If the source of the cases is a well-defined population, the controls can be sampled directly from that population. If the source population is too large to allow a complete enumeration, controls may be matched to each case by their residence in the same neighborhood. Random-digit dialing can be used to select controls, but this labor-intensive method omits from selection those without telephones or those who cannot be reached.1 If the cases are drawn from a particular hospital or clinic, then the source population should represent people who would be treated in that hospital or clinic if they developed the disease under study, but frequently, this source population can be difficult to identify and is influenced by referral practices.1 Hospital or clinic controls can be used, but this method can have particular pitfalls because the controls might not be selected independently of the exposure in the source population. For instance, in a hospital-based study of smoking in SLE, individuals hospitalized for other diseases such as myocardial infarction or pneumonia might have exposures different from the source population in general, especially if the exposure, in this case smoking, causes or prevents the “control” disease selected. One way to avoid this is to exclude diseases known to be associated with the exposure under study, but this may create other biases. Another tactic could be to select hospital controls with diseases that are felt to be unrelated to the disease or exposures under study such as traumatic leg fractures1 or to use several control groups selected differently.3 The latter example might sample controls from hospitalized patients with other diseases than the disease under study, nonhospitalized patients in the same medical care system, or nonhospitalized individuals in the general population, comparing each control group separately with the diseased group.



Weaknesses of the Case-Control Design


It is not possible to derive incidence or prevalence estimates from a case-control study. The greatest threat to validity is the inherent susceptibility to bias that can exist in this study design, because the cases and controls are sampled separately and the assessment of exposure variables is retrospective.3 Matching the cases and controls on factors such as age, sex, or race/ethnicity can help ensure comparability of cases and controls to a degree. As mentioned earlier, more than one control group, selected in different ways, can be used to see if findings are consistent across control groups with different sampling biases. A nested case-control design, in which a case-control study is performed within a larger cohort study, has the advantage of minimizing sampling bias because the cases and the controls would have been previously sampled in identical fashion into the parent cohort study.3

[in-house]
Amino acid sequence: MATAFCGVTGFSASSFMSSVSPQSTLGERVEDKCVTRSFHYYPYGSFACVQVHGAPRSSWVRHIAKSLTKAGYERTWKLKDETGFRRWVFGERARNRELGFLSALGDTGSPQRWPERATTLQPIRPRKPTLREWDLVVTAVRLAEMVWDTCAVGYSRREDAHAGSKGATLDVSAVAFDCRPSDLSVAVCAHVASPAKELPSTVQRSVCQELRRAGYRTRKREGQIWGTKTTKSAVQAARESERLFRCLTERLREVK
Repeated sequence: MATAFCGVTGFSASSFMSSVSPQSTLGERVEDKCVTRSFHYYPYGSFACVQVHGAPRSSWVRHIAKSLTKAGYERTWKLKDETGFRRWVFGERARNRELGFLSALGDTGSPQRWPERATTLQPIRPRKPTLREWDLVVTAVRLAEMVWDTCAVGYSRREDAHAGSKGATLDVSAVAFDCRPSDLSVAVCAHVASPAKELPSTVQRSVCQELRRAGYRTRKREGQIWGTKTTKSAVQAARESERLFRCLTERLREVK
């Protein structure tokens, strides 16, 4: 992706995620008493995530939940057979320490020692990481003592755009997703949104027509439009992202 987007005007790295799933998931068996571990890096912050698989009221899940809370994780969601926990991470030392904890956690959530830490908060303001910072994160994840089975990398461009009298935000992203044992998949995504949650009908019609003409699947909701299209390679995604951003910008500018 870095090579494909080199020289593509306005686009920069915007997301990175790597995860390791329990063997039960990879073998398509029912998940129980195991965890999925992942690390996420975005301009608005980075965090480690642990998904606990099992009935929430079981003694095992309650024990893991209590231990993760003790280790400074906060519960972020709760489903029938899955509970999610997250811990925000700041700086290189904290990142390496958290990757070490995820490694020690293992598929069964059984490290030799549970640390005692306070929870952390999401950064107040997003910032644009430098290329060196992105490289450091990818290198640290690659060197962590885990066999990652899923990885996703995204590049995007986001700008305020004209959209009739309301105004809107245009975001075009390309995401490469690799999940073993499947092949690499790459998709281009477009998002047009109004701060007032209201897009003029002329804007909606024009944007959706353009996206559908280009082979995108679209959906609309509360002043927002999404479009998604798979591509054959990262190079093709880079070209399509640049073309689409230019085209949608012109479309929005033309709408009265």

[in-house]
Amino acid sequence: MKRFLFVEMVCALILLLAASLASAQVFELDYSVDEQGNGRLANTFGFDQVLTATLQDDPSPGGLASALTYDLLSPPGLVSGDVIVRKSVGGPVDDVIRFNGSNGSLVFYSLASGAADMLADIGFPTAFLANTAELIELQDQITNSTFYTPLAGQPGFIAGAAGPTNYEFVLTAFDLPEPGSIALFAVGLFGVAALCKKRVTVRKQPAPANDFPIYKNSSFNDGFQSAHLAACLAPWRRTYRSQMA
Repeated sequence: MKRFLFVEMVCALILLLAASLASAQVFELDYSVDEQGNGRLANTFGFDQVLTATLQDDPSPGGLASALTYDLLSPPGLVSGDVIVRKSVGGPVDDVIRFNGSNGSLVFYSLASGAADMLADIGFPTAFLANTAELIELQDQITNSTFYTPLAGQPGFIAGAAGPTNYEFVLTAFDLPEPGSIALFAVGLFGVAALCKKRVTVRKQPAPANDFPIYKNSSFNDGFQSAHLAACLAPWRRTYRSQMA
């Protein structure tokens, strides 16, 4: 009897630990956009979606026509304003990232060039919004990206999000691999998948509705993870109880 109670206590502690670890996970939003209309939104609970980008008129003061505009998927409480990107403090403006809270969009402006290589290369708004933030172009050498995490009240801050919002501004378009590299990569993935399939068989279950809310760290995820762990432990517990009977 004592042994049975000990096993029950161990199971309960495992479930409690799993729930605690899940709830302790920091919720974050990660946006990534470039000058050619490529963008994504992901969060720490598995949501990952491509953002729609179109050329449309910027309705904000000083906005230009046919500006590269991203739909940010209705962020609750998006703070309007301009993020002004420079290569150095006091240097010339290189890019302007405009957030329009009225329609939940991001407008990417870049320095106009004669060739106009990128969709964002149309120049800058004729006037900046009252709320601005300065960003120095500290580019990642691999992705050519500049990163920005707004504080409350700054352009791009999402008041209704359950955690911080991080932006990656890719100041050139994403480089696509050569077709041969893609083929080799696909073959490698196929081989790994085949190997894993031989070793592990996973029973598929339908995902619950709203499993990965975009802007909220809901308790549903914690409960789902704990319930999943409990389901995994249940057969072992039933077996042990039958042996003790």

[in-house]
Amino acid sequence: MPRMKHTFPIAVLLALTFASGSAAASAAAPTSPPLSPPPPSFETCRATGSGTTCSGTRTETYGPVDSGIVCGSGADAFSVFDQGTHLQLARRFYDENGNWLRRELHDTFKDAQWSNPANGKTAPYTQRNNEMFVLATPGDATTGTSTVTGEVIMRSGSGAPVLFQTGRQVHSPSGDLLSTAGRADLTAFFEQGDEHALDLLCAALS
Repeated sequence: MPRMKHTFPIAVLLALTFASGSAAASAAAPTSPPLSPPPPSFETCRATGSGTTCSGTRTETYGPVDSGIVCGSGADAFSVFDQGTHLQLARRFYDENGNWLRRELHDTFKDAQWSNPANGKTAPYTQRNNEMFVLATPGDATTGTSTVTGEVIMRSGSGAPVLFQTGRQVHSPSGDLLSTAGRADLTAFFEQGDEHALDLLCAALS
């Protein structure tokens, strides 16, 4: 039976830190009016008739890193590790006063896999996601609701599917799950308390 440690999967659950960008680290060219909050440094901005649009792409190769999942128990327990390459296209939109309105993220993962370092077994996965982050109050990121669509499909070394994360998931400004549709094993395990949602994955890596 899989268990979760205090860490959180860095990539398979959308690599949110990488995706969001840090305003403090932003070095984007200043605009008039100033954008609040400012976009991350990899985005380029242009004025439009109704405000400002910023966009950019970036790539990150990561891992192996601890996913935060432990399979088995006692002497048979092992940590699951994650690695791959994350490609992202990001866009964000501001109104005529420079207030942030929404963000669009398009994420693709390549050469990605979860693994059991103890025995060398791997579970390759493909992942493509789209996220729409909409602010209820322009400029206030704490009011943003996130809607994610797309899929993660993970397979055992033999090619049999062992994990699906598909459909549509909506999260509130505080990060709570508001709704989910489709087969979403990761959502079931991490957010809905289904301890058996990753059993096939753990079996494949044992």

The other chief source of bias in the case-control study is recall bias, which occurs when exposures predating the disease may be differentially reported by the controls and the cases, the latter of whom may have incentive to remember and report exposures. This can be partially prevented by using exposure data measured before the disease occurred, if available, and by blinding the observer and the subject to the exposure under investigation or, if possible, blinding them even to the specific disease under study and therefore to case or control status. For example, in a case-control study examining racial/ethnic variation as the exposure variable of interest in SLE, race/ethnicity is immutable and therefore not subject to recall bias. In contrast, if study participants know or suspect that prior exposure to hair dye, for instance, is the exposure of interest in the same case-control study, those with disease may be more prone to “remember” their exposure than might those without disease. Investigators can obtain information about multiple potential exposures or even include several “dummy” exposures to mask the real hypothesis to try to minimize this type of bias.8

< div class='tao-gold-member'>

Only gold members can continue reading. Log In or Register to continue

Jul 3, 2016 | Posted by in RHEUMATOLOGY | Comments Off on Principles of Epidemiology in Rheumatic Disease
Premium Wordpress Themes by UFO Themes